After a series of recalls that left Toyota Motor Corp.'s reputation tarnished, the carmaker is now focused on putting systems in place to catch problems before they escalate. Toyota aims to streamline its methods to collect field complaints from customers. Toyota will form more teams of engineers who can get to trouble spots fast and eliminate brewing quality glitches.
At a press conference to announce the recall of 437,000 hybrids, Executive Vice President Shinichi Sasaki said that the company wants to advance "information gathering" much further and for it to be done speedier as well.
He divulged that Toyota is already working with information technology companies to develop a better U.S. database to register and share customer complaint information.
It will also put up at least five more regional technical analysis centers where Toyota engineers can trouble-shoot local problems as they arise. Since last fall, Toyota has recalled 8.5 million vehicles to address complaints about unintended acceleration and braking glitches.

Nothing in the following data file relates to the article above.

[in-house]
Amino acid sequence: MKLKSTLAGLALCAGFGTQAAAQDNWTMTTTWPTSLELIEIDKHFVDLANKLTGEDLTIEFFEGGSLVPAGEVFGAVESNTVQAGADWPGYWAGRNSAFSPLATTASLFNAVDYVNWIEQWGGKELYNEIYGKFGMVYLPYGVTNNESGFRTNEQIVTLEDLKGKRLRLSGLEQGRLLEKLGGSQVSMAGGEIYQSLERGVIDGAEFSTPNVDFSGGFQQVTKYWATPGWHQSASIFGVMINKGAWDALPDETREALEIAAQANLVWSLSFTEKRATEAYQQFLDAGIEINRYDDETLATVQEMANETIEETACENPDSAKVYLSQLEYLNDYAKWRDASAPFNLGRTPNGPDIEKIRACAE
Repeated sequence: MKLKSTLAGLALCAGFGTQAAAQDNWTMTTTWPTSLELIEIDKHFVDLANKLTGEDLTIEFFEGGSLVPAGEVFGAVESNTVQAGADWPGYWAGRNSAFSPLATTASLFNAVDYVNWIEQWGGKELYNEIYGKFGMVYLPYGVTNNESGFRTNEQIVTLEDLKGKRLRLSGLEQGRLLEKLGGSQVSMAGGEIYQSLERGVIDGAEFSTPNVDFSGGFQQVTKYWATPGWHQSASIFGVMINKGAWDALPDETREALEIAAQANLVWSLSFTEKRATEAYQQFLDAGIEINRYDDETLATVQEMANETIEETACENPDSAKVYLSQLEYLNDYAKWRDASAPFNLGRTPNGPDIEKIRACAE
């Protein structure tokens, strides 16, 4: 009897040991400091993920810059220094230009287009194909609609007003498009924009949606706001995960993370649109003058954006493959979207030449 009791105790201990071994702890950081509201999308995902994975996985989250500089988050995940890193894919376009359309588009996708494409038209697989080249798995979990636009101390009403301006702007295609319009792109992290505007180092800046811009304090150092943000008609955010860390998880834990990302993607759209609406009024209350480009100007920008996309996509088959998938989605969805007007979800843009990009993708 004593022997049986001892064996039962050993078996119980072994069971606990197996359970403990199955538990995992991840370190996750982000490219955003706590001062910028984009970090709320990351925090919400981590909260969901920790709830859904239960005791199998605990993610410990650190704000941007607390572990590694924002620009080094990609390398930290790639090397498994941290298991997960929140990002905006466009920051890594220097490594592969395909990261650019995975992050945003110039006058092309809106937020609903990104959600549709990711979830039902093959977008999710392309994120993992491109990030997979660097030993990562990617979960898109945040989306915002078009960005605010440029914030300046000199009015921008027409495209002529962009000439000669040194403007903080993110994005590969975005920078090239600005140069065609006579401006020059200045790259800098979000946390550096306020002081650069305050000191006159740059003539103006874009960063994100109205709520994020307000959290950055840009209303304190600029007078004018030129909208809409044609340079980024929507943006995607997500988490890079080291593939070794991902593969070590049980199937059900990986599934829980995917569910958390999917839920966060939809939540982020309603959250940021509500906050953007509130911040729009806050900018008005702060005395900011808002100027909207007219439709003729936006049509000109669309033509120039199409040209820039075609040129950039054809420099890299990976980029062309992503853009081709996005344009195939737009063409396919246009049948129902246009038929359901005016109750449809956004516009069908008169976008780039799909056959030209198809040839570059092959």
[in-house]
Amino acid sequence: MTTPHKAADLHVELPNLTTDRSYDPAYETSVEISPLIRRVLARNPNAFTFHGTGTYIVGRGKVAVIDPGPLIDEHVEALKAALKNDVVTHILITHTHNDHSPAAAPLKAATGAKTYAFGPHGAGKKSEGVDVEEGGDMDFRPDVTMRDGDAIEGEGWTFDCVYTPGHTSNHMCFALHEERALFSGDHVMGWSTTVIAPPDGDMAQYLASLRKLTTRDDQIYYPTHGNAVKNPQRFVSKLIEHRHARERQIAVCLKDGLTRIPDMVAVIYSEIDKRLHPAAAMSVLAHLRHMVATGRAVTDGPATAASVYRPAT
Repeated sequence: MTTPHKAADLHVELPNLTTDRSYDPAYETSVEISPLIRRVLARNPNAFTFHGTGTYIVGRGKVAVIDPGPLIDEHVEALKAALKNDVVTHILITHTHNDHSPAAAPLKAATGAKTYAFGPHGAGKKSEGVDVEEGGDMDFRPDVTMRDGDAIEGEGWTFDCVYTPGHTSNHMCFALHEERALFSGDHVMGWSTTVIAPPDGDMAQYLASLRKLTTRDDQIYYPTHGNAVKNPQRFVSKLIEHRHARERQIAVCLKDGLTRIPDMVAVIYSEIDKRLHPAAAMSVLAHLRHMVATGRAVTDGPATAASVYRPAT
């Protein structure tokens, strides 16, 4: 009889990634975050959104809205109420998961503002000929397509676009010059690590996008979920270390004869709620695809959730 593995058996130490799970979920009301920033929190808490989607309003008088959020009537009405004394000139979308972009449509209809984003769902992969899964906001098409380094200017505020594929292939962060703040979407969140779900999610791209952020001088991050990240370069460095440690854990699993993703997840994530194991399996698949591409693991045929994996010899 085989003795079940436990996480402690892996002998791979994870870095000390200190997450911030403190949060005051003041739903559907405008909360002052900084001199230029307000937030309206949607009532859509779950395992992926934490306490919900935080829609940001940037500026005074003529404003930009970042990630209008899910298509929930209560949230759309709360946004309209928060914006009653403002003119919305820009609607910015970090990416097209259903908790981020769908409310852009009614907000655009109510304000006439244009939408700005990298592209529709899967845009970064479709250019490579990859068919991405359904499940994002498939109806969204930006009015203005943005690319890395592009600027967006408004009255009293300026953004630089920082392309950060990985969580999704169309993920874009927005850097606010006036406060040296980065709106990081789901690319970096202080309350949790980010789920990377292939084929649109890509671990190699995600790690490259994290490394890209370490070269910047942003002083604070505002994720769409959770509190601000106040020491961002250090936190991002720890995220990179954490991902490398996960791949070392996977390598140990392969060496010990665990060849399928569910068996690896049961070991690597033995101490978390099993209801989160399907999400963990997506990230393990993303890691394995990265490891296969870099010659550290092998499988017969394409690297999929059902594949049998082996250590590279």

The recall of hybrid cars has a goal of addressing complaints that the brakes in the Prius momentarily slip. Toyota has received a huge amount of criticism for dragging its feet on some of the recalls.
The company retorts that it would have acted sooner but lacked early tip-offs from the field that there was trouble.
Sasaki explained that the vast size of the US market makes it increasingly more challenging to manage and share customer complaints than in Japan. Sasaki added that Toyota requires a more advanced network for U.S. dealers to report complaints back to the company.